7 Classic Statue of Liberty Moments in Movies

Tuesday, February 7 by Joseph Gibson


Ah, Lady Liberty. She stands tall on Liberty Island, overlooking the New York City skyline. She's an iconic image, so it only makes sense that she's made a lot of cameo appearances in movies. Here seven of the best, from those heady pre-9/11 days when you could get up to the top and fight to the death without any problem (most of them are, anyway).



Alfred Hitchcock is well-known for his ability to take the familiar and turn it into something sinister and terrifying. He showcases this ability pretty well in the famous climax of "Saboteur," a spy-thriller in which an innocent man is framed for Nazi sabotage and chased across the country, by the police and by the real Nazis. The chase ends in New York City, where he and the bad guy have their final duel on top of the statue.

"Planet of the Apes"

The Statue of Liberty might be an iconic emblem of benevolence and freedom, but not even that can last forever if we humans aren't careful. That's the lesson behind her appearance in the (now-famous) twist ending of "Planet of the Apes." Astronaut Taylor, stranded on the titular planet, discovers that he's been on Earth all along when he sees the remains of Lady Liberty washed up on the beach. Sucks when celebrities get old, right?

"The Godfather, Part II"

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There have been countless movies and TV shows in which a young immigrant to America sees the Statue of Liberty from the ferry and it acts as a symbol of optimism and hope for the future. But the best example of this trope is in "The Godfather, Part II," which features a young Vito Corleone seeing the Statue of Liberty from the ferry and it acts as a symbol of optimism and hope for the future. That future ended up having a lot more murders than the little kid was probably expecting, but oh well, that's a living.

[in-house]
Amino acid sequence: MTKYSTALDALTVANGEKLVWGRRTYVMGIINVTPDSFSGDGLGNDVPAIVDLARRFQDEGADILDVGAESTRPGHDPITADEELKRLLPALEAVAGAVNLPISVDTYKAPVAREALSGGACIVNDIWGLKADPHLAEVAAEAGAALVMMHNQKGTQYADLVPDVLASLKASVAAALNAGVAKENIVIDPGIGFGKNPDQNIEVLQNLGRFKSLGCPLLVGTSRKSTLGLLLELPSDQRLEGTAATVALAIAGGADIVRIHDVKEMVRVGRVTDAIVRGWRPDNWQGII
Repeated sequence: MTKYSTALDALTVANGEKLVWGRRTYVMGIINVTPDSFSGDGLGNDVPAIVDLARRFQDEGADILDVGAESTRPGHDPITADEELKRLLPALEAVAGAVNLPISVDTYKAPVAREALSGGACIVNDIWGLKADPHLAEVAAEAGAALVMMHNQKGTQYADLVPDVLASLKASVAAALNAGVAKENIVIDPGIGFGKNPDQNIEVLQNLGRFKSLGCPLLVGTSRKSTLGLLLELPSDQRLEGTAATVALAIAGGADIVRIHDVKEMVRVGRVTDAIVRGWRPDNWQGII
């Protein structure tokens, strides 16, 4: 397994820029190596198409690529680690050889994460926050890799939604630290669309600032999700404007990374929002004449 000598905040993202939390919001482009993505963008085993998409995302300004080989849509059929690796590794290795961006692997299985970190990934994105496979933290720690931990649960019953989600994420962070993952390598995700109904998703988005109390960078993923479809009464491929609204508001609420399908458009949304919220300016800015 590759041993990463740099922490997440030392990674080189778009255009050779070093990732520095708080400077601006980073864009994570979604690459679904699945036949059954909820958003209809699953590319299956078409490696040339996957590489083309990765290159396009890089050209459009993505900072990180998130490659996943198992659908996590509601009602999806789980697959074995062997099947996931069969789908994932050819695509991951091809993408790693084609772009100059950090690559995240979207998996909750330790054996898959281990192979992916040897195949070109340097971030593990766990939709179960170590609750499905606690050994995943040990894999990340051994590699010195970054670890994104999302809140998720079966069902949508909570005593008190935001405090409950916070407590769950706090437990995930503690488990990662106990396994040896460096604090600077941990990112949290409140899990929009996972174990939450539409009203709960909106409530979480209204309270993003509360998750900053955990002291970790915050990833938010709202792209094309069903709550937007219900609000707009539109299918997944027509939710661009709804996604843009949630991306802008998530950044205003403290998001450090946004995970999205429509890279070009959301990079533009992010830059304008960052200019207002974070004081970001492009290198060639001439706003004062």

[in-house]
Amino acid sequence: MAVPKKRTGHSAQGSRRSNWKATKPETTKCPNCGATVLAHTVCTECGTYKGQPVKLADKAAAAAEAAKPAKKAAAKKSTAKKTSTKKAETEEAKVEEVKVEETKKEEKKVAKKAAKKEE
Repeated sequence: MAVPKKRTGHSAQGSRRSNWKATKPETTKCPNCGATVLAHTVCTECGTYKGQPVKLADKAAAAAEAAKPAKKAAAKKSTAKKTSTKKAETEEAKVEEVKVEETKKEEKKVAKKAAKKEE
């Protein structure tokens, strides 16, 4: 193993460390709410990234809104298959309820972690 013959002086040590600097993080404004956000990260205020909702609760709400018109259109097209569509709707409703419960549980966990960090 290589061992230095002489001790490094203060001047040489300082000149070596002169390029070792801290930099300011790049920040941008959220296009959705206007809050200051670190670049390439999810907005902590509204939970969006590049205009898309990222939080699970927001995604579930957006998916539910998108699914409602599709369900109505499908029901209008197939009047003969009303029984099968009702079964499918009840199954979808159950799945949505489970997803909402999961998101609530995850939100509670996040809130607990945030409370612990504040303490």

"Escape From New York"

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For John Carpenter's science fiction thriller about a future New York City transformed into a giant prison colony, Lady Liberty makes a cameo appearance on the poster-only she's been decapitated. It's not known why this classic image wasn't kept for the movie. Perhaps because decapitating the Statue of Liberty was too expensive for the movie's low budget.

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	Don't forget that sometimes LL actually appears in movies as an actor, which is to say she doesn't always play herself. In Mel Brooks' <span data-scayt_word=sci-fi” data-scaytid=”25″>sci-fi parody "Spaceballs," she appears as the giant transforming Mega-Maid, equipped with a giant "suck/blow" vacuum cleaner. If this seems like a weird choice, just know that it was mostly so Mel could work a "Planet of the Apes" parody into the movie.


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	<a href='http://www.screenjunkies.com/tag/director-731/' class='linkify' target='_blank'>Director</a> <a href='http://www.screenjunkies.com/tag/bryan-singer-937/' class='linkify' target='_blank'>Bryan Singer</a> was inspired by "Saboteur" when he set the climax of "X-Men" on top of the Statue of Liberty. That's where <a href='http://www.screenjunkies.com/tag/magneto-690/' class='linkify' target='_blank'>Magneto</a> has placed his turns-humans-into-mutants-and-then-puddles contraption, and the final fight between Magneto's team and the X-Men takes place up there. This means lots of high-flying <a href='http://www.screenjunkies.com/tag/action-616/' class='linkify' target='_blank'>action</a> and close calls, and while it's unlikely Alfred Hitchcock ever read an "X-Men" comic, it seems possible he would have approved anyway.</p>
	<strong>"<span data-scayt_word=Cloverfield” data-scaytid=”6″>Cloverfield"

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In "Cloverfield," we get a from-the-bottom-up view of what happens when a monster rampages through New York City, as shot from one guy's camcorder. This means we don't see a lot of the big widespread shots of destruction that are usually in giant monster movies. We do get one iconic image though-the Statue of Liberty's head, hurled down the street like a Skee-ball. That woman should keep a closer eye on her head, huh?

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